Data from: Altered physical and social conditions produce rapidly reversible mating systems in water striders
Sih, Andrew; Montiglio, Pierre-Olivier; Wey, Tina W.; Fogarty, Sean (2017), Data from: Altered physical and social conditions produce rapidly reversible mating systems in water striders, Dryad, Dataset, https://doi.org/10.5061/dryad.rq56t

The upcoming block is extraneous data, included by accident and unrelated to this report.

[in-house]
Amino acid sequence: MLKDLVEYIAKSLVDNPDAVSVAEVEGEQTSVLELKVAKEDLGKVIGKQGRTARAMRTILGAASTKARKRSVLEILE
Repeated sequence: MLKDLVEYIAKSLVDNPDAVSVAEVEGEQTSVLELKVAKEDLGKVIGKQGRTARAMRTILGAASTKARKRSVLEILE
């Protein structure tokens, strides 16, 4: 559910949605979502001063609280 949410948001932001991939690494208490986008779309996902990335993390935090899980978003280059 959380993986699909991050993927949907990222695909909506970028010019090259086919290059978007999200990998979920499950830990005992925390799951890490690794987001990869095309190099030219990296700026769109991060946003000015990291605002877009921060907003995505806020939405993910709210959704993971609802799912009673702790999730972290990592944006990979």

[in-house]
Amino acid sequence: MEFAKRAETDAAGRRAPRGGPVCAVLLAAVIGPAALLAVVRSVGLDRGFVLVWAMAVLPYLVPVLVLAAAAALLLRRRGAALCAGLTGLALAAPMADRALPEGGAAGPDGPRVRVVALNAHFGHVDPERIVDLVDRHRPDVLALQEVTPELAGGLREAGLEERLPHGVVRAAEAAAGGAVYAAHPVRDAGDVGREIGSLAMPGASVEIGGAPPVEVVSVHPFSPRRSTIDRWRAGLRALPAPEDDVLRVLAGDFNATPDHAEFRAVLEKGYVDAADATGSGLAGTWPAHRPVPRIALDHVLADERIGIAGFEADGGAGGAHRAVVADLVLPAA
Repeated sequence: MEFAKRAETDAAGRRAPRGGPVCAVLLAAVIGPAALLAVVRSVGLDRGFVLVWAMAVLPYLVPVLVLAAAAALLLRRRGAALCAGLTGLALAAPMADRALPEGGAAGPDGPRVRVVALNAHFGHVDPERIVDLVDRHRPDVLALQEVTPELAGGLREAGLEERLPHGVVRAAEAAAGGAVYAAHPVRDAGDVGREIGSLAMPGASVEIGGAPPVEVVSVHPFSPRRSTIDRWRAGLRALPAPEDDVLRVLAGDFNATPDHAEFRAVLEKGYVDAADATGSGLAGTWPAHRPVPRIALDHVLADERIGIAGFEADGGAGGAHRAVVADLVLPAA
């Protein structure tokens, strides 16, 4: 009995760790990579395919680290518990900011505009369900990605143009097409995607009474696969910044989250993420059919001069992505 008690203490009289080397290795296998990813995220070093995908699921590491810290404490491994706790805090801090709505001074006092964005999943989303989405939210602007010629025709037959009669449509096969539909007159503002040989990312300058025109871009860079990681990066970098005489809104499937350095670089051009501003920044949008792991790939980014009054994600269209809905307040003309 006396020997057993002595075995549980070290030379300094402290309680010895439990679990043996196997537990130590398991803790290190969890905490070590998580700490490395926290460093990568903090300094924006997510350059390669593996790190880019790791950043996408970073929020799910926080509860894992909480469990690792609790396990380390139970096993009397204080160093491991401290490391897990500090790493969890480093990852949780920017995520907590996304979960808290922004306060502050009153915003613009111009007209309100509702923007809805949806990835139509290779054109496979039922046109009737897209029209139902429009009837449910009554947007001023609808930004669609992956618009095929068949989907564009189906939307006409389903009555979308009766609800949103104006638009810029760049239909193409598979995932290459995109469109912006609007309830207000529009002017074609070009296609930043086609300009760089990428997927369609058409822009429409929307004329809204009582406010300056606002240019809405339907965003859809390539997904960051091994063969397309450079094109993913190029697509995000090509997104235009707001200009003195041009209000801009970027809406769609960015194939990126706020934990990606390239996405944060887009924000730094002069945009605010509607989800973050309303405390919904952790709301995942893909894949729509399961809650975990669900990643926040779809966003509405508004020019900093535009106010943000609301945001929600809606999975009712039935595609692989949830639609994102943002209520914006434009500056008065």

Mating systems can vary within-species but the environmental drivers and behavioral mechanisms underlying this variation are seldom investigated experimentally. We experimentally assessed how individual behavioral plasticity in response to changes in pool and group size resulted in fundamental shifts in mating systems in water striders. We observed the same animals in larger and smaller pools, mimicking variation in pool size in natural streams, and observed a rapid, reversible change in the entire mating system. In large pools, striders exhibited scramble promiscuity with intense sexual conflict. Most males were active, harassing and driving females into hiding. Matings were frequent and typically lasted for more than 100 min. In contrast, when placed in small pools, the same animals often exhibited harem polygyny where the largest male drove other males into hiding, but allowed females to be relatively active. Matings were less frequent and of much shorter duration. Harem polygyny took several days to emerge after animals were moved to small pools, while these same animals returned to scramble promiscuity within hours after being moved to larger pools. Such variability in mating systems likely has important implications for the evolution of individual mating tactics.